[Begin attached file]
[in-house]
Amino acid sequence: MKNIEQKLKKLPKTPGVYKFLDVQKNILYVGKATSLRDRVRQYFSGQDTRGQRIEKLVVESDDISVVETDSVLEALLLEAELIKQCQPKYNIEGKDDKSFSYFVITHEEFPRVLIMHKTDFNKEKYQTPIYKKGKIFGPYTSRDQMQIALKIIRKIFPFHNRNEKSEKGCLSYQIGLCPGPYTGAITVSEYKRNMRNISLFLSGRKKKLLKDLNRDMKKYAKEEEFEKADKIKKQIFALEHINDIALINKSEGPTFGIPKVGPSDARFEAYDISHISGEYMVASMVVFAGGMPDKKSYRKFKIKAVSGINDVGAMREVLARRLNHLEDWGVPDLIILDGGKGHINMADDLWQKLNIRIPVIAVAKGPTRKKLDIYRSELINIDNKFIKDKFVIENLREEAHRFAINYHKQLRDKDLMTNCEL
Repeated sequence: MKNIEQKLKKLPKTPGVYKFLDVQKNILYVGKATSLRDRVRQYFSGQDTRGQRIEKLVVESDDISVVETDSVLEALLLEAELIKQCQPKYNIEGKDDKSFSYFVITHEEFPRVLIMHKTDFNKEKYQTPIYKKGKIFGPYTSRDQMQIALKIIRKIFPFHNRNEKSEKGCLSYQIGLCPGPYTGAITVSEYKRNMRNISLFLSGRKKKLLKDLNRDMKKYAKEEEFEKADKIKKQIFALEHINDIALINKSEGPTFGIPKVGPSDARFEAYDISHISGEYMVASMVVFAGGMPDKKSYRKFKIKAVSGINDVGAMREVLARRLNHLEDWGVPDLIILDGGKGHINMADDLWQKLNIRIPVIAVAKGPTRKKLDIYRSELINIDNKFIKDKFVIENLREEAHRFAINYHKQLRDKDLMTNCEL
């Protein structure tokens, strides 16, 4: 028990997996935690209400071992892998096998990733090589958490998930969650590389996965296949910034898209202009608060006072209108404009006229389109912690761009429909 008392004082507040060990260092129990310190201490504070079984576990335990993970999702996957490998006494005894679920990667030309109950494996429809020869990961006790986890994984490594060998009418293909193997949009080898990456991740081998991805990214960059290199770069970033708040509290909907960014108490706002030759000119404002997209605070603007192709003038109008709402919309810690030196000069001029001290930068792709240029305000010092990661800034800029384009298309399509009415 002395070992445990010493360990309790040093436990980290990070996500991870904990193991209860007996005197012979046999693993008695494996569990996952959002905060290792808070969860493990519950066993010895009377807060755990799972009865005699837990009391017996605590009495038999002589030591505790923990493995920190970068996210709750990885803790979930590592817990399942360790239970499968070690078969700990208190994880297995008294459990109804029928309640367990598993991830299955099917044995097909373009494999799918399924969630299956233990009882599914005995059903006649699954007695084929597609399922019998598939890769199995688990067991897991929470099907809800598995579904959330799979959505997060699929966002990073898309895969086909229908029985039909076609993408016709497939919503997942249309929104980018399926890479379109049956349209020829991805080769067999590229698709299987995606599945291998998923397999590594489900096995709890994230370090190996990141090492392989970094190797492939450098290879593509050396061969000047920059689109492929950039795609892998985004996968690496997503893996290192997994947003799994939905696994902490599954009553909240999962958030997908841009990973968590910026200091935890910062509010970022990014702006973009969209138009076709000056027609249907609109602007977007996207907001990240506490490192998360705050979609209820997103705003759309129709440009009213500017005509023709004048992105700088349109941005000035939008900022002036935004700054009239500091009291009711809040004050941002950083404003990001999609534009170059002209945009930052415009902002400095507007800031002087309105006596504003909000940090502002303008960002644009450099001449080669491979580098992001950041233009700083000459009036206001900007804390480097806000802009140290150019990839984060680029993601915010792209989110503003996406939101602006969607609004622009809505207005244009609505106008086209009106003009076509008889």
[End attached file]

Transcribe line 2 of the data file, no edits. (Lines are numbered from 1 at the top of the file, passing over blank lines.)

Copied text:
Amino acid sequence: MKNIEQKLKKLPKTPGVYKFLDVQKNILYVGKATSLRDRVRQYFSGQDTRGQRIEKLVVESDDISVVETDSVLEALLLEAELIKQCQPKYNIEGKDDKSFSYFVITHEEFPRVLIMHKTDFNKEKYQTPIYKKGKIFGPYTSRDQMQIALKIIRKIFPFHNRNEKSEKGCLSYQIGLCPGPYTGAITVSEYKRNMRNISLFLSGRKKKLLKDLNRDMKKYAKEEEFEKADKIKKQIFALEHINDIALINKSEGPTFGIPKVGPSDARFEAYDISHISGEYMVASMVVFAGGMPDKKSYRKFKIKAVSGINDVGAMREVLARRLNHLEDWGVPDLIILDGGKGHINMADDLWQKLNIRIPVIAVAKGPTRKKLDIYRSELINIDNKFIKDKFVIENLREEAHRFAINYHKQLRDKDLMTNCEL